Orton Dismantles Irish

With pinpoint precision, Purdue quarterback Kyle Orton took out his scalpel and dissected the Notre Dame defense with ease. Orton opened the game with four straight completions and rarely missed on the day as the Boilermaker defeated Notre Dame for the first time in 30 years at Notre Dame Stadium, and did it handily, 41-16.

Record-setting performances by quarterback Brady Quinn and tight end Anthony Fasano couldn't stop the Boilermaker offense on Saturday.

Quinn set the Irish single-game passing yardage mark of 432 yards, and Fasano set the single-game receiving yardage mark for a tight end of 155 yards, but it all went for not as the Irish defense couldn't stop the Boilermakers from scoring.

Orton took the opening drive and marched right down the field, completing his first four passes. A false start penalty stalled the drive, and the Boilermakers had to settle for three points, but that was about the only settling Orton and the Boilermakers had to do on the day.

The Irish offense answered with a drive of their own behind the arm of quarterback Brady Quinn. Quinn complete four passes of his own, including a 42-yard reception to tight end Anthony Fasano to the Boilermaker 12-yard line. But the Irish offense sputtered on three straight plays, and were forced to kick a field goal to tie the game, 3-3.

The Irish had to be feeling good about themselves after stopping Orton in the first Purdue possession and mustering a drive of their own.

But the Irish special teams once again gave up the big play as Purdue kick returner Jerome Brooks returned the ensuing kick 100 yards for the first touchdown of the day, and giving Purdue the 10-3 lead.

Orton led the Boilermakers on another drive early in the second quarter, before breaking down at the Irish 22-yard line, and settling for a 39-yard Ben Johnson field goal to give the Boilermakers the 13-3 lead.

The Irish offense looked to be answering the Purdue score by marching 78 yards to the Purdue two-yard line before freshman tailback Darius Walker fumbled, ending the Irish drive.

The Walker fumble was a critical play in the game as Orton led the Boilermakers on and 11-play, 97-yard drive, and put the Boilermakers up 20-3 with a 2-yard pass to Rob Ninkovich with just 1:03 left in the first half.

The Irish tried to climb back in the game early in the second half. With the Boilermakers pinned at their own three-yard line, and in a third-and-long situation, the Irish defense blitzed, leaving the Irish secondary in man coverage.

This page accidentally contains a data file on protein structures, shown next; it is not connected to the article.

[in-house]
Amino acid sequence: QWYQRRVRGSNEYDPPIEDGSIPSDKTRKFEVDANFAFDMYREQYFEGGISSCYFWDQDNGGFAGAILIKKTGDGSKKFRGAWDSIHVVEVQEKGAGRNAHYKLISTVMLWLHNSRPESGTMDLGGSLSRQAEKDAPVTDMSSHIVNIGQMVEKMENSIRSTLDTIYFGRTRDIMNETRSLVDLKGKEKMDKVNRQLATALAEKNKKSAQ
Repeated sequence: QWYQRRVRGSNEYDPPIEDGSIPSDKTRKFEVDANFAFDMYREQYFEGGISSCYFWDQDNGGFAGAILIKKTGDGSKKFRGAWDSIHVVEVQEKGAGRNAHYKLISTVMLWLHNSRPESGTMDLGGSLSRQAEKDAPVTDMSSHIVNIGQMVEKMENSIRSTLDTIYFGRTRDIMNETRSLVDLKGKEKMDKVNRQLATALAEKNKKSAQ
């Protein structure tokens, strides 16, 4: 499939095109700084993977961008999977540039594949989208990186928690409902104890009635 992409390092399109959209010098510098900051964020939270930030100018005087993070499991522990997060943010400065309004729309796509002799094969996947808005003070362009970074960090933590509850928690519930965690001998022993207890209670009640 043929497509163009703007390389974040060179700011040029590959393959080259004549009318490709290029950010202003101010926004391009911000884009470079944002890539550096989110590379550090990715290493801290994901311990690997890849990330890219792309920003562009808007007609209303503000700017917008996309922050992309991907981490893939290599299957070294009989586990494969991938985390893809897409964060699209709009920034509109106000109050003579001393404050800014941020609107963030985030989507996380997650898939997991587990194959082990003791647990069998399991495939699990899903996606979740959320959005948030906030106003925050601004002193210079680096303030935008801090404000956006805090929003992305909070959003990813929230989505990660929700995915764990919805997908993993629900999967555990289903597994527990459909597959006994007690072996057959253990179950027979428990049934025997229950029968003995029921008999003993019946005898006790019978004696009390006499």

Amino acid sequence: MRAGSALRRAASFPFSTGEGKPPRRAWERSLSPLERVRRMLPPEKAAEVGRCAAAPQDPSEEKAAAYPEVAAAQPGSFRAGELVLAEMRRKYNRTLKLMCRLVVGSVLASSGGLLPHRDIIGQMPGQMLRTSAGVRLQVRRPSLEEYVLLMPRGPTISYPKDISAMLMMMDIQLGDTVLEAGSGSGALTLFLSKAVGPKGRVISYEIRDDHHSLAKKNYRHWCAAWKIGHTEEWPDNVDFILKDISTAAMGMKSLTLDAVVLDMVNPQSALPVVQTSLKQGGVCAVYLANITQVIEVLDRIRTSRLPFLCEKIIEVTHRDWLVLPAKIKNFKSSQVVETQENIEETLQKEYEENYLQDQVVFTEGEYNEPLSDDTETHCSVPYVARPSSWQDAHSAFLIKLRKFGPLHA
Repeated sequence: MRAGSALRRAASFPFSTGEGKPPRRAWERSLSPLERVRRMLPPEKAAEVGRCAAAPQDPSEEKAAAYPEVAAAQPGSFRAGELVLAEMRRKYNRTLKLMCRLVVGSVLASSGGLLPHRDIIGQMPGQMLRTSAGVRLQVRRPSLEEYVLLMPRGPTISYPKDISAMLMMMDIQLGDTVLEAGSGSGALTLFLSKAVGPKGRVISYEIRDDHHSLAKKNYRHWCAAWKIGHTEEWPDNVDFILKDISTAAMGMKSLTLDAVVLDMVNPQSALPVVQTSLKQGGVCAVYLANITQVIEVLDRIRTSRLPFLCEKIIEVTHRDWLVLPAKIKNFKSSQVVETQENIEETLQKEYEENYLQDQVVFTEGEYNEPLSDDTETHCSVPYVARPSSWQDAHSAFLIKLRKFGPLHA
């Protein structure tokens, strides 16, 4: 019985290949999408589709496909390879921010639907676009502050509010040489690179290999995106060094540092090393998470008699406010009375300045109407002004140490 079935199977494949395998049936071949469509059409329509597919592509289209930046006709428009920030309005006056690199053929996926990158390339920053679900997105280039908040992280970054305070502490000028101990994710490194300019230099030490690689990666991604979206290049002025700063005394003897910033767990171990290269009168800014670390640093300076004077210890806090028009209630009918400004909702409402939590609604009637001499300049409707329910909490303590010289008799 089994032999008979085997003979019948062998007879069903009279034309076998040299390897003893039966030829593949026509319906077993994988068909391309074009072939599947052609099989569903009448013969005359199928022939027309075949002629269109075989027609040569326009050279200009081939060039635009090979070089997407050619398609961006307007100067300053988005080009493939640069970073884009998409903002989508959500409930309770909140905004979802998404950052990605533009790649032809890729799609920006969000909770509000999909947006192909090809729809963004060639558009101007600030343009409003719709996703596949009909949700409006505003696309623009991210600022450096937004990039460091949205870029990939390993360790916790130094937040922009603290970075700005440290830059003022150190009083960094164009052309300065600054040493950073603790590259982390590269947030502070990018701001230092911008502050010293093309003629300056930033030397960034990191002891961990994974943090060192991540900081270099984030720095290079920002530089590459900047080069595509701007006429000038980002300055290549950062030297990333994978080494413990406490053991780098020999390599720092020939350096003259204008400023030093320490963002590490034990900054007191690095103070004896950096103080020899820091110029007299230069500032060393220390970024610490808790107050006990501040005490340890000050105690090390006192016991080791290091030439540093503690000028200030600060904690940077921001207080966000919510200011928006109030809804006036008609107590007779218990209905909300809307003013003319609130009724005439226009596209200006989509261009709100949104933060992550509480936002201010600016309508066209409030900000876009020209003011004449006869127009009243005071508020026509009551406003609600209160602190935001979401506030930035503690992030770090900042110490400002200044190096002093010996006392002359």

Despite considerable pressure by the Irish defense, Orton found Taylor Stubblefield streaking down the sideline for 97 yards for the Purdue touchdown.

The Stubblefield touchdown put the Boilermakers up 27-3, and was probably the final dagger in the heart of the Irish.

Orton finished 21-of-31 for 385 yards and four touchdowns on the day. The Boilermakers also rolled up 512 total yards on what many considered to be a great Irish defense.

Ironically, the Irish out-gained the Boilermakers with 536 yards of total offense, but managed just 16 points on the game, and was just 2-of-4 in red zone opportunities.

Irish head coach Tyrone Willingham said his team couldn't stop Orton on Saturday, and didn't take advantage of the chances they had on offense.

"When you allow a good offensive team to continue a drive, bad things happen," Willingham said after the loss. "On top of that, we were not able to get it done in red zone situations and put the ball across and get touchdowns."

Willingham said Orton played like he has been playing all year.

Well, one, for the most part, he's pretty accurate," Willingham said of Orton. "And we felt coming in that he had complete command of their system. And they were in position to make big plays and they made their plays.

"He was extremely accurate and he hadn't thrown an interception coming into the ballgame. And if I'm correct, he did not throw one this ballgame and that's not by accident. He does a great job."

The third-year Irish head coach said the Walker fumble and Purdue kickoff return were probably the difference in the game.

"Well you don't count on letting them out to have the big kickoff return, and that's something we have to sit down and look at and say that's not on the board," Willingham said when asked what he thought the difference in the game was.

"And we don't convert in our red zone, and we fumble when we're on top of the goal line. Now you're talking about a pretty big swing, and you have a different ball game coming into the locker room and coming out at half.

"Those were big plays and we didn't play well enough in those situations to get the job done."

The Irish offense didn't score points on Saturday, but the Irish defense also really struggled on Saturday.

We don't expect and we don't anticipate someone putting that kind of points on the board against us," Willingham said of his Irish defense. "But if we don't make the right play at the right time, this is a very talented offense and they score points."

Notre Dame (3-2) will now face an improving Stanford team. The Irish will likely see a motivated Stanford team after embarrassing the Cardinal in Stanford Stadium last season, 57-7.

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